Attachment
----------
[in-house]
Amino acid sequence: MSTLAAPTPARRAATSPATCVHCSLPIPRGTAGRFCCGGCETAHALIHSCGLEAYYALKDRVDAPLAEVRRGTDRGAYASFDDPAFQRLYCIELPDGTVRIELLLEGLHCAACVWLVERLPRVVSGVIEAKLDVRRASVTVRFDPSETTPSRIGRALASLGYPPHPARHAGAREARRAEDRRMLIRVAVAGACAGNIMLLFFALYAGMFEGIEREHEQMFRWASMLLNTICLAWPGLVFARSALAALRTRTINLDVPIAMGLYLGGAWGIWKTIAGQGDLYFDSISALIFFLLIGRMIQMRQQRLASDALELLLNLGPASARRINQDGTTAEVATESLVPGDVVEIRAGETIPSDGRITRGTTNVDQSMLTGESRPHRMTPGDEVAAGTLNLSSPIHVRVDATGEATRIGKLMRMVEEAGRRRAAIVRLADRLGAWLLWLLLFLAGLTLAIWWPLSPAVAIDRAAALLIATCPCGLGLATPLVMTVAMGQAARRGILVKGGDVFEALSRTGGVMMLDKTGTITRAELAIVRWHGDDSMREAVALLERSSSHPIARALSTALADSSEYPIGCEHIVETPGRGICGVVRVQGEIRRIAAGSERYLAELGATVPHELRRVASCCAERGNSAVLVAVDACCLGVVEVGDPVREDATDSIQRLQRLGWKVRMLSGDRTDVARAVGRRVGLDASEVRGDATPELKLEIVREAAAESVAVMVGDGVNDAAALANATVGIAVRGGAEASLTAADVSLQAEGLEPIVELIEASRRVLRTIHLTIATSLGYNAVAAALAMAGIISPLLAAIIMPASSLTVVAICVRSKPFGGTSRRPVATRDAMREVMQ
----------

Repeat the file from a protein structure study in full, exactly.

[in-house]
Amino acid sequence: MSTLAAPTPARRAATSPATCVHCSLPIPRGTAGRFCCGGCETAHALIHSCGLEAYYALKDRVDAPLAEVRRGTDRGAYASFDDPAFQRLYCIELPDGTVRIELLLEGLHCAACVWLVERLPRVVSGVIEAKLDVRRASVTVRFDPSETTPSRIGRALASLGYPPHPARHAGAREARRAEDRRMLIRVAVAGACAGNIMLLFFALYAGMFEGIEREHEQMFRWASMLLNTICLAWPGLVFARSALAALRTRTINLDVPIAMGLYLGGAWGIWKTIAGQGDLYFDSISALIFFLLIGRMIQMRQQRLASDALELLLNLGPASARRINQDGTTAEVATESLVPGDVVEIRAGETIPSDGRITRGTTNVDQSMLTGESRPHRMTPGDEVAAGTLNLSSPIHVRVDATGEATRIGKLMRMVEEAGRRRAAIVRLADRLGAWLLWLLLFLAGLTLAIWWPLSPAVAIDRAAALLIATCPCGLGLATPLVMTVAMGQAARRGILVKGGDVFEALSRTGGVMMLDKTGTITRAELAIVRWHGDDSMREAVALLERSSSHPIARALSTALADSSEYPIGCEHIVETPGRGICGVVRVQGEIRRIAAGSERYLAELGATVPHELRRVASCCAERGNSAVLVAVDACCLGVVEVGDPVREDATDSIQRLQRLGWKVRMLSGDRTDVARAVGRRVGLDASEVRGDATPELKLEIVREAAAESVAVMVGDGVNDAAALANATVGIAVRGGAEASLTAADVSLQAEGLEPIVELIEASRRVLRTIHLTIATSLGYNAVAAALAMAGIISPLLAAIIMPASSLTVVAICVRSKPFGGTSRRPVATRDAMREVMQ